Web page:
Truthfully, nobody really is. In her book Discover Your Dharma: A Vedic Guide to Finding Your Purpose, Sahara Rose, a highly accomplished spiritual guru and teacher,  admits that she is a spiritual teacher with a monkey mind. She states that her relationship with meditation is: “It’s complicated”. That's a good representation for the rest of us. The truth is, it depends on any given day how the mind wants to work. Some days we are at ease, some days we are simply not. That’s part of being human. When I asked Vicky how often she was meditating, she said once a week. I encouraged her to get the most benefits by trying to do it more frequently, such as once a day, or at least most days out of the week.

Misconception #3: I’m not actually meditating, I’m just thinking

Similar to #1 and #2, the awareness that you are thinking is the purest form of meditation. Maybe some of those thoughts or feelings needed to come up, because you needed to process them. And every split second that you realize you were lost in thought and brought your awareness back to the breath (or any sticking point in meditation), you are cultivating mindfulness and that’s a good thing! So I told Vicky that she was actually doing it right, despite her concerns of the opposite.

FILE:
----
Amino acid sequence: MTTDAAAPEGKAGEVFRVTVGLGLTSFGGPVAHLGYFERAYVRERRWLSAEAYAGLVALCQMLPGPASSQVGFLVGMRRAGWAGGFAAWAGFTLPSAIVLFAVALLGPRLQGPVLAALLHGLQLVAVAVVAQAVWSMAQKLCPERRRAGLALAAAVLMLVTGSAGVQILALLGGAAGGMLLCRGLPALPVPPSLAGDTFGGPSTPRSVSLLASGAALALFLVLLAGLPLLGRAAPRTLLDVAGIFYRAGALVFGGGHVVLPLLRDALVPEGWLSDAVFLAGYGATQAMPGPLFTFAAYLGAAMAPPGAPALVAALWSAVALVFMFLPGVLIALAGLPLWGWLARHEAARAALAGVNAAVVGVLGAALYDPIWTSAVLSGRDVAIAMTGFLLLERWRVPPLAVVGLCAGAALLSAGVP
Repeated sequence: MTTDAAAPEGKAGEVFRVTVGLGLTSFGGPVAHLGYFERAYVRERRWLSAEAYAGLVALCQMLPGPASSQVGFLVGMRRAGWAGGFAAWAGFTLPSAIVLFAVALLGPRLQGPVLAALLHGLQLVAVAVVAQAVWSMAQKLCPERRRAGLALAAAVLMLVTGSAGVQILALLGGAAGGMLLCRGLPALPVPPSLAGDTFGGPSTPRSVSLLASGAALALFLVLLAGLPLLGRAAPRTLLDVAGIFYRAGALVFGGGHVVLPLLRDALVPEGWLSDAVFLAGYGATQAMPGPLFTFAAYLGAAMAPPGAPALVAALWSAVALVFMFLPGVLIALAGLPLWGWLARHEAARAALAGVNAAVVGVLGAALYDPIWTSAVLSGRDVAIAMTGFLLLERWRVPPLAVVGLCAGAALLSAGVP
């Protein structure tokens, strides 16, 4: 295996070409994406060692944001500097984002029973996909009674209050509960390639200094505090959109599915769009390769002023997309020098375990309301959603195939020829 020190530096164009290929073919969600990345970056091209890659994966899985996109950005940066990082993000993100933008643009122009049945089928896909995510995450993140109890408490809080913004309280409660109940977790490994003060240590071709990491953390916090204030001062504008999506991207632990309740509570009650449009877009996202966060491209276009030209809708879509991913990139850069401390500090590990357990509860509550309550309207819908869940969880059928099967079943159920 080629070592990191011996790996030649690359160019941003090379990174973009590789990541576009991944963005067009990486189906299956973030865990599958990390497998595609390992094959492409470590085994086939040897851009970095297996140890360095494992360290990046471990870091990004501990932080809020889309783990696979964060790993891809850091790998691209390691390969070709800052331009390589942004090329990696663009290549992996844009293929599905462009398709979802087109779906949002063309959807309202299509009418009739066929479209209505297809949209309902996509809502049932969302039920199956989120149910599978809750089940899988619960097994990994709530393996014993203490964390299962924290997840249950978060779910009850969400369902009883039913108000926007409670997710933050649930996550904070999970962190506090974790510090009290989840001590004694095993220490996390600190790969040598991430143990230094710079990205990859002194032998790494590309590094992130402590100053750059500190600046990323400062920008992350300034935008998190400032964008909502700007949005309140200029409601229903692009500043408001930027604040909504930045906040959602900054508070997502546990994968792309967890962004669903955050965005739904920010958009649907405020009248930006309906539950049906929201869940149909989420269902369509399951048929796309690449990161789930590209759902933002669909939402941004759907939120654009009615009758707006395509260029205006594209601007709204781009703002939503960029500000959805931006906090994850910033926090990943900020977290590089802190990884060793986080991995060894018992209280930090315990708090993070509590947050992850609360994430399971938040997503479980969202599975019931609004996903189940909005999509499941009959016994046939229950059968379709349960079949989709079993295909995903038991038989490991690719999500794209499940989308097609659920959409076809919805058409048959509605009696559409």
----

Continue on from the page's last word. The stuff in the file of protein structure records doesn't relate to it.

Misconception #4: I have trouble finding the time

You can do it. Can you spend 10 minutes less doing something else (TV, social media, etc.) and 10 minutes more to do something good for yourself? My gut says, probably yes. Wherever that time is for you, try to stick with it every day. Many spiritual texts and practices suggest meditation first thing in the morning, but if you can’t stick with that, then don’t. Pick a different time of the day that works for you. I personally don’t meditate first thing in the morning because I have to walk Rocco (my dog) and then go to work. So I meditate later in the day, usually after lunch, as well as after dinner each day.

Practical Suggestions for Making the Most of Your Meditation Practice

  • Set an alarm or reminder: working in healthcare, I remind patients all the time to set alarms to remember to take their medication. Hell, I have an alarm set to remind me to water my plants, because sometimes I forget! It takes time to build a routine, and the beginning is the most crucial time to set that reminder. Like I mentioned before, choose a time of day that you will be the most successful completing your meditation. Eventually, you won’t need a reminder, just like any other routine you have already established.